I've contributed to this thread, but haven't really followed it from the beginning. So I just now went back to the first and glanced at the posts. What we have is Rongo initially saying he accepts President Packer's address in the "spirit" in which it was given. But what follows in the thread is several pages of commentary with authors largely complaining about the "unwritten order of things," as though they objected to the very existence of that concept.
So, I found President Packer's talk online. Here it is.
I'm wondering what, if anything, folks here find objectionable about President Packer's remarks and the "spirit in which they were given."
For the record, I will affirm here, for my own part, that I assent to President Packer's discourse and believe it to be inspired.
I'll get things started by saying I particularly like this passage:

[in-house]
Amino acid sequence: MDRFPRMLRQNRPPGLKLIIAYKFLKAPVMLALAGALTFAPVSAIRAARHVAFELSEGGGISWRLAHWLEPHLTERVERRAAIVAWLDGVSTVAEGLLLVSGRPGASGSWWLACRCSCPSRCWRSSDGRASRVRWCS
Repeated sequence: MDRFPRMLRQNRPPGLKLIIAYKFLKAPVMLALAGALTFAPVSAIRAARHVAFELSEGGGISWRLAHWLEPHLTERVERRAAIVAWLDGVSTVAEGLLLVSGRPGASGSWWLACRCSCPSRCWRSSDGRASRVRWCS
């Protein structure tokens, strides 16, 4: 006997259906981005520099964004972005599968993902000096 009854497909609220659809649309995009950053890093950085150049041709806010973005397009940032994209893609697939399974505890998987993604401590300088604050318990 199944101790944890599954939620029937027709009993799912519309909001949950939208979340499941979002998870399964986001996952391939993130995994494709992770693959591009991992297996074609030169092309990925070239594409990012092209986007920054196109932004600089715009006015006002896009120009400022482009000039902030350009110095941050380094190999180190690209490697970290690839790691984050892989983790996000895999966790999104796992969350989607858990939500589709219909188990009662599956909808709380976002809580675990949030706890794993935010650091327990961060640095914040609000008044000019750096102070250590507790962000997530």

The things that I shall tell you are not explained in the scriptures, although they conform to the principles taught in the scriptures.
A principle is an enduring truth, a law, a rule you can adopt to help you in making decisions. Generally principles are not spelled out in detail. That leaves you free to adapt and to find your way with an enduring truth, a principle, as an anchor.
Edited by Scott Lloyd, 22 March 2012 - 11:00 AM.
To whom it may concern: If you feel inclined to do anything for or in behalf of me after I die -- or even while I'm living, for that matter -- that is comparable in intent to Mormon vicarious baptisms or other ordinances for the dead, feel free. I would even regard it as a magnanimous gesture. I would appreciate the thought in any case.
Nobody gives you all the facts all at once, leastwise anti-Mormons and hostile critics. If selective focus or emphasis amounts to deceit, they are the worst of offenders.
If I detest anything as virulently as anti-Mormons obviously detest Mormonism, feel free to label me as "anti-" the thing I detest. I won't mind in the least.
An author who undertakes to criticize publicly another's religious faith and practice has the obligation, in the first instance, to understand it.
... and the anti-Mormon saith unto them: I am no anti-Mormon, for there is none — and thus he whispereth in their ears.